There's still the old problem
Nice idea outlawing support for people hawking harmful content, but who defines "harmful"?
Three things on the morning news reliably ruin breakfast for socially aware technogeeks. A government deliberately mistaking technology for magic, thereby shifting responsibility. Politicians using a national tragedy to push a flawed agenda past scrutiny. Organisations using the above to turn a buck. Last week, many a …
We already have laws that define harmful, in terms of things like hate speech. Applying those would would be a good starting point. Death and rape threats are also illegal. Applying those would still allow you to say that your local elected representative is useless and not doing their job. It wouldn't allow you say that they should be executed as a result. Seems fair to me.
What seems fair to us (particularly as there will be very few, if any, readers here who are not technically minded) will no doubt seem overly liberal to the "moral majority" though. With the previous heavy handed use of prevention of terrorism legislation for almost anything other than its intended purpose, it is a virtual certainty that laws intended to curb hate speech will not be fit for purpose and will be used for purposes other than intended.
It's very hard for me to feel positive about any sort of legislation like this when DCMS is under the purview of Nadine Dorries, who thought it was OK to leave her elected post to appear on I'm a Celebrity, and that is far from her only red flag.
I agree, sadly the cynic in me thinks that any sensible bill will have all the sense slapped out of it before it gets to a vote, or will be rejected out of hand. After all our politicians can't currently be trusted to pass a bill that pretty much says nothing other than discharging raw sewage in to the water is a bad thing.
It usually works like this:
They want to do X. Then they do brainstorming, which means would be the most palatable to the public that would make a great carrier for X?
They do polling e.g. would you accept X if it meant Y (carrier) would be curbed / amplified and then write strategy based on the one that got the greatest acceptance.
In this case hate speech fear seems to be a natural carrier for restricting the freedom of speech. People can relate to that and many probably experienced it and would like the identify of people who done it to be known. Of course the possible unintended consequences are not mentioned, because that would make the subject questioning whether it actually makes sense to do it.
People are not aware that in most instances it is very easy for authorities to find out who made an abusive tweet or comments. The problem is the lack of will to do anything - if you report harassment, the most likely answer you'll get "it is a civil matter" regardless whether it actually is.
I can't see how this bill would change this apathy in any way.
"Death and rape threats are also illegal."
As is "threatening behaviour" in general, it often appears on the charge sheet. The courts are well experienced in dealing with it. Putting the decision in the hands of a regulator who isn't might be problematic.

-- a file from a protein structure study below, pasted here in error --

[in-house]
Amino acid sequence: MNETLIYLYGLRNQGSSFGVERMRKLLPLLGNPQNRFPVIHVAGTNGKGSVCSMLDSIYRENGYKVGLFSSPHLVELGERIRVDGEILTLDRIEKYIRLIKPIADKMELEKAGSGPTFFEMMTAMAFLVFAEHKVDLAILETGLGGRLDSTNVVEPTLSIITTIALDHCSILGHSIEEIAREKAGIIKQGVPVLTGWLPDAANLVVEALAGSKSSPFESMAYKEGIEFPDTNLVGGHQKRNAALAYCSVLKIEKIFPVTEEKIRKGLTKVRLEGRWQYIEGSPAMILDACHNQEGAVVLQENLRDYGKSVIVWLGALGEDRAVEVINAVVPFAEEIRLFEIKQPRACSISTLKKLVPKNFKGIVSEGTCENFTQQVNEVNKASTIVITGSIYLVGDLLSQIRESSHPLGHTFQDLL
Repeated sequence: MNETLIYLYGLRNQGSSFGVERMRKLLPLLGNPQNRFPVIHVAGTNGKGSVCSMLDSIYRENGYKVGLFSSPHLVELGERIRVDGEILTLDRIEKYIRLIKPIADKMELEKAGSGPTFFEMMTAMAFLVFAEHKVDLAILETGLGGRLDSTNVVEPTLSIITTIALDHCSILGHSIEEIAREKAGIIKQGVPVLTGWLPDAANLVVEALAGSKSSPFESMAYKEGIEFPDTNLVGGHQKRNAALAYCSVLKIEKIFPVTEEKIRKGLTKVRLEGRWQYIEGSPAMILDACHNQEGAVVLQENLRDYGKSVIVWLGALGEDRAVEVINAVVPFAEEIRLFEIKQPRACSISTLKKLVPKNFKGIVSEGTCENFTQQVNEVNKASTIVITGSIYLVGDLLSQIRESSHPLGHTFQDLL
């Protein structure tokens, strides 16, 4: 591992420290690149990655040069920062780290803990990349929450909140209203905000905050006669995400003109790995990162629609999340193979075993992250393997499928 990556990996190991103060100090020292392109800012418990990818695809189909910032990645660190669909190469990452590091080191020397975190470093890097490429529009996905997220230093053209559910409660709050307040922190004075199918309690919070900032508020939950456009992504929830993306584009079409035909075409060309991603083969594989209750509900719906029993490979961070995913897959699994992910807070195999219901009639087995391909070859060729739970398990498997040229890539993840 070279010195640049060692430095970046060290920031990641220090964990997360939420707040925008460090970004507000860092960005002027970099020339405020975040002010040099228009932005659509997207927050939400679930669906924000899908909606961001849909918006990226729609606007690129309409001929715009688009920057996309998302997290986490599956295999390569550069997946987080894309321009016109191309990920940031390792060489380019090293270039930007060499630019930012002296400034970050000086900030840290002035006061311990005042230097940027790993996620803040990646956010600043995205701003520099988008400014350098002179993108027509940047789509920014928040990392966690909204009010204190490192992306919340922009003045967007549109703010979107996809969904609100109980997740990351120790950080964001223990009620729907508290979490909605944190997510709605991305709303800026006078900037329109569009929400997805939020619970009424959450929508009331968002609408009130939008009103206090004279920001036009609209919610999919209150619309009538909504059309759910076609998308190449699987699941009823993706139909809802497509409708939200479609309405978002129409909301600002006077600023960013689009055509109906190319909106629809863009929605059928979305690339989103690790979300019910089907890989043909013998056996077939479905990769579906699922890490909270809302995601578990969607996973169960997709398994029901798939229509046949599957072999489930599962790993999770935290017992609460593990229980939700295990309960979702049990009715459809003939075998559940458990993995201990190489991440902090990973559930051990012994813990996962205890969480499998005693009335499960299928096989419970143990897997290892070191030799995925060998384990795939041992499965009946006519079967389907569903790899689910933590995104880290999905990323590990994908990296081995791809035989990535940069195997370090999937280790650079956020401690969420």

We've been through the loop of trying to apply the existing law to threats made online in the past - e.g. the bomb threat against Robin Hood Airport. That didn't work out well. Have we learned anything since then? Do such threats, made in the heat of of the moment but not really meant, have cumulative effects on others who hear them and incline them to violence? If not, can we distinguish those which do or which are meant? If we can make a better judgement of what's serious and what isn't can we just apply existing law through existing means?
The Robin Hood Airport threat case wasn't really existing laws applied to online, it was a law re-legislated several times (most recently in Communications Act 2003) for the internet era and it differs dramatically from both the offline 'threatening behaviour' offence and the similar Malicious Communications Act offence (which applies to letter sending and, redundantly, electronic communications) in that the 2003 law doesn't require *intent*.
So you can send a joke, mean it as a joke and that be obvious and enjoyed by the joke-loving majority of people, but if the person(s) receiving it are bone-headed enough to find it 'grossly offensive or of an indecent, obscene or menacing character', or worse, malicious enough to claim they do even though they don't and they can find a few ideologically extreme fun-hating advocacy groups (there're always some of those) to say the kind of thing you sent really shouldn't ever be sent by anyone, then you can be locked up. Unless your electronic communication involves it being broadcast by regulated TV companies because, for now anyway, they're trusted to police their own content in a way no internet media is.
This is what needs changing. People who intend to cause harm by their online speech should be dealt with in court and the relatively high bar of proving that intent should be the obstacle that prevents the rest of us having our speech chilled by the worry that someone somewhere on the big wide internet might misunderstand us, intentionally or not.
"... if the person(s) receiving it are bone-headed enough to find it 'grossly offensive or of an indecent, obscene or menacing character', or worse, malicious enough to claim they do even though they don't..."